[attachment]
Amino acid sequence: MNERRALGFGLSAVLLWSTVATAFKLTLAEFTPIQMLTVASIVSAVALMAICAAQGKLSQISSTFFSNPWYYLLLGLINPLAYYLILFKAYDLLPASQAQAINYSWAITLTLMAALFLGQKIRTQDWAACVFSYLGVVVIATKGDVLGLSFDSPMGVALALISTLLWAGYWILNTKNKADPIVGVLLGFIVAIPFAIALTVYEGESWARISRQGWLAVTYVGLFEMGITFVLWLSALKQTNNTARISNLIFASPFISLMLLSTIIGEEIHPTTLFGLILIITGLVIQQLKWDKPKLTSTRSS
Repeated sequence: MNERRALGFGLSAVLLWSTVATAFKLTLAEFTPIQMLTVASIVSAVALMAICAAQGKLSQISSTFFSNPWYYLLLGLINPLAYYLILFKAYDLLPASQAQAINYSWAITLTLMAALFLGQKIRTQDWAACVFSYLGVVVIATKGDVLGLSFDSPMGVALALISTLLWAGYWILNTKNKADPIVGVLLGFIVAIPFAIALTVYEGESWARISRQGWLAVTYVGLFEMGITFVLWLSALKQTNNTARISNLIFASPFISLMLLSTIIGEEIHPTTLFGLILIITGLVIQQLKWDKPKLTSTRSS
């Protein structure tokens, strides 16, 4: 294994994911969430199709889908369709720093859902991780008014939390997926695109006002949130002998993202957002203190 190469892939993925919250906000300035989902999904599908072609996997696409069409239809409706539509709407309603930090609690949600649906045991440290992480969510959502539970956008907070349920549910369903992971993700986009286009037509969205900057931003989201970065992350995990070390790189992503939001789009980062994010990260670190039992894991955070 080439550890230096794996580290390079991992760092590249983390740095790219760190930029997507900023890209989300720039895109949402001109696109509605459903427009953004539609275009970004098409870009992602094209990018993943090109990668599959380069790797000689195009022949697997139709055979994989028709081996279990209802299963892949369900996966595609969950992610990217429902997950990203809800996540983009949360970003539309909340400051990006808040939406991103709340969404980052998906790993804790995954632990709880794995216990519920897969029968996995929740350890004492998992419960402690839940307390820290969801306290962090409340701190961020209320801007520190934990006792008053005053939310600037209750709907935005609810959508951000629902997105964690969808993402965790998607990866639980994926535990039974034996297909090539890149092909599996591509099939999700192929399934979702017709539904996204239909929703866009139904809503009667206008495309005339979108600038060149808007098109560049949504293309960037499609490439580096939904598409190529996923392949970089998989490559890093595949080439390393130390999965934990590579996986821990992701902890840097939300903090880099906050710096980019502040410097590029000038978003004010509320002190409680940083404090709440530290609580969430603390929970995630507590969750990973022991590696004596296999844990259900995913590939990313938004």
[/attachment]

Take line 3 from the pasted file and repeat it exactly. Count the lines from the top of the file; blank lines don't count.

């Protein structure tokens, strides 16, 4: 294994994911969430199709889908369709720093859902991780008014939390997926695109006002949130002998993202957002203190 190469892939993925919250906000300035989902999904599908072609996997696409069409239809409706539509709407309603930090609690949600649906045991440290992480969510959502539970956008907070349920549910369903992971993700986009286009037509969205900057931003989201970065992350995990070390790189992503939001789009980062994010990260670190039992894991955070 080439550890230096794996580290390079991992760092590249983390740095790219760190930029997507900023890209989300720039895109949402001109696109509605459903427009953004539609275009970004098409870009992602094209990018993943090109990668599959380069790797000689195009022949697997139709055979994989028709081996279990209802299963892949369900996966595609969950992610990217429902997950990203809800996540983009949360970003539309909340400051990006808040939406991103709340969404980052998906790993804790995954632990709880794995216990519920897969029968996995929740350890004492998992419960402690839940307390820290969801306290962090409340701190961020209320801007520190934990006792008053005053939310600037209750709907935005609810959508951000629902997105964690969808993402965790998607990866639980994926535990039974034996297909090539890149092909599996591509099939999700192929399934979702017709539904996204239909929703866009139904809503009667206008495309005339979108600038060149808007098109560049949504293309960037499609490439580096939904598409190529996923392949970089998989490559890093595949080439390393130390999965934990590579996986821990992701902890840097939300903090880099906050710096980019502040410097590029000038978003004010509320002190409680940083404090709440530290609580969430603390929970995630507590969750990973022991590696004596296999844990259900995913590939990313938004």